Summary: Learning to become strong for the off-road times of life from 1 Timothy.
August 10 & 11, 2002
“Body By Jesus”
Let’s review a bit of last weeks message entitled “Hitting the Road. In last weeks lesson we learned that the Chassis that a “Built Lord Tough” life is built upon is a correct understanding of the “Promise of Life” that Paul writes of in verse 1 of chapter 1. Further that promise is predicated upon God’s gift and our reception of Grace, Mercy and Peace. Grace was defined for us as “Receiving from God what we do not deserve. Mercy is when God withholds from us what we do deserve and peace is that “inner-sense of well being” that comes when we realize that God is in control of even the minutest of circumstance. The final component of our “Built :Lord Tough” chassis is courage. And courage is the desire and ability to face and conquer our fears by the indwelling Spirit of our Lord.
Today we turn our attention to the Body that is attached to that chassis that houses all the working parts and allows us to travel down the roads of life in comfort and style. Please turn to 2 Timothy 2:1-13 and read with me. You can find it in your small print pew bibles on page number 842 and large print bibles on page number 1853.
Their names were Fred, Charles and Albert. They had made their way to Detroit from Norwalk, Ohio. The boys were brothers and their Father had been in the carriage business for over thirty years and likewise his father and grandfather before him. The three brothers were sure that their future and fortunes were to be found in a town that was fast becoming the open air motorcar capital of the United States. It would be another sixty plus years before we would hear the Motown sound but the fledgling auto industry was already making some mighty big noise in Detroit in 1908. In just five years the three brother’s company had built ten plants in Northern Detroit and Canada and were churning out over 100,000 motorcar bodies for such notables as the Ford Motor Company, Krit engine works, Chalmers (who would later quit making cars and start making tractors with Allis), Cadillac and Studebaker. They were joined that year by Edward and Andrew, brothers who graduated from the Johnson Carriage and Automobile Drafting and Design School in New York, N.Y. Two other brothers, William and Howard, later joined them several years later when their father’s carriage works went bankrupt. He had had seven sons, the brothers had seven sisters that were variously married off to wealthy industrialists and maybe the reason that their dad’s business went belly up was because he spent more time making… well other things besides carriages. Whoopee!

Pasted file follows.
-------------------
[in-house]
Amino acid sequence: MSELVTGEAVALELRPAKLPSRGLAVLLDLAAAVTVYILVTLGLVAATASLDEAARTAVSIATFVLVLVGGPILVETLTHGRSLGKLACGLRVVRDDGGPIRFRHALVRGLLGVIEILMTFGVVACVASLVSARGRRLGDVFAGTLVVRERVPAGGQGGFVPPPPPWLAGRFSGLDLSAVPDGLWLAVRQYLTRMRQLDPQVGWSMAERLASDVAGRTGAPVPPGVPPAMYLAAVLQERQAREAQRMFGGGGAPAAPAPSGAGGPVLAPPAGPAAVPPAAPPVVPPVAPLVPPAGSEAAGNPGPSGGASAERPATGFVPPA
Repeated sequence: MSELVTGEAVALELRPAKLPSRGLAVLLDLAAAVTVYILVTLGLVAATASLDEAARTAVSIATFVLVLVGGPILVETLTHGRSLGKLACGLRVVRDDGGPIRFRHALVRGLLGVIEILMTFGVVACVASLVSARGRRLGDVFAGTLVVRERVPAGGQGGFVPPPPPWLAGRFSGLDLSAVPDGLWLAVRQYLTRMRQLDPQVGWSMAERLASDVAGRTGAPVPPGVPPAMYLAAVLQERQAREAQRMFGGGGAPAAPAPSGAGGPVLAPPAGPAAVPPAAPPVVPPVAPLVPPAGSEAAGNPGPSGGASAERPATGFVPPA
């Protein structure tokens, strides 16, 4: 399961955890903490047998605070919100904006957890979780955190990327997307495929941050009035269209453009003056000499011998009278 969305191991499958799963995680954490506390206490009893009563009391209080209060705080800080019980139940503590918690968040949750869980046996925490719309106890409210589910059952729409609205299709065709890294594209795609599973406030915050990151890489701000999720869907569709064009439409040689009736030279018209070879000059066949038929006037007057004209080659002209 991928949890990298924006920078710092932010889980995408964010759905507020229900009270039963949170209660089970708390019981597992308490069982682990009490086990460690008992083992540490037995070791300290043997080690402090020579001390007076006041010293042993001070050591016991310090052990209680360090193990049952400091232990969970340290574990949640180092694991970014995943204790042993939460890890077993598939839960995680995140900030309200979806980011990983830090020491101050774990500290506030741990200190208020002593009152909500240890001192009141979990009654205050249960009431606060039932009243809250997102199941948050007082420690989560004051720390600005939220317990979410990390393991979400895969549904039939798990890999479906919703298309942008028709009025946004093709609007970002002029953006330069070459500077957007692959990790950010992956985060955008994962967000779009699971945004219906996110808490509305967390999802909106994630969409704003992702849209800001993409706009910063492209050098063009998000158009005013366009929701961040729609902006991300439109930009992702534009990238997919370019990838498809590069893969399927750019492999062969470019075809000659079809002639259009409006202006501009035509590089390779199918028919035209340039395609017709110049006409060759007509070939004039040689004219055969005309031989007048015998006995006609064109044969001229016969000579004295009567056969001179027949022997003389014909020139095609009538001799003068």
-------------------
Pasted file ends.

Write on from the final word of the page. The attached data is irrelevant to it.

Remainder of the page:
Three years later their construction capacity had grown to 370,000 auto bodies per year and had gained such notable clients as Chevrolet, Elmore, Packard, Oldsmobile and Buick. Soon after the foundation of General Motors in the middle of the “Roaring Twenties” their company was purchased by GM for a then whopping price of about $208 million dollars in a stock swap. They began at that time to manufacture auto bodies exclusively for GM and left the Ford Motor Company to stamp out their own sheet metal.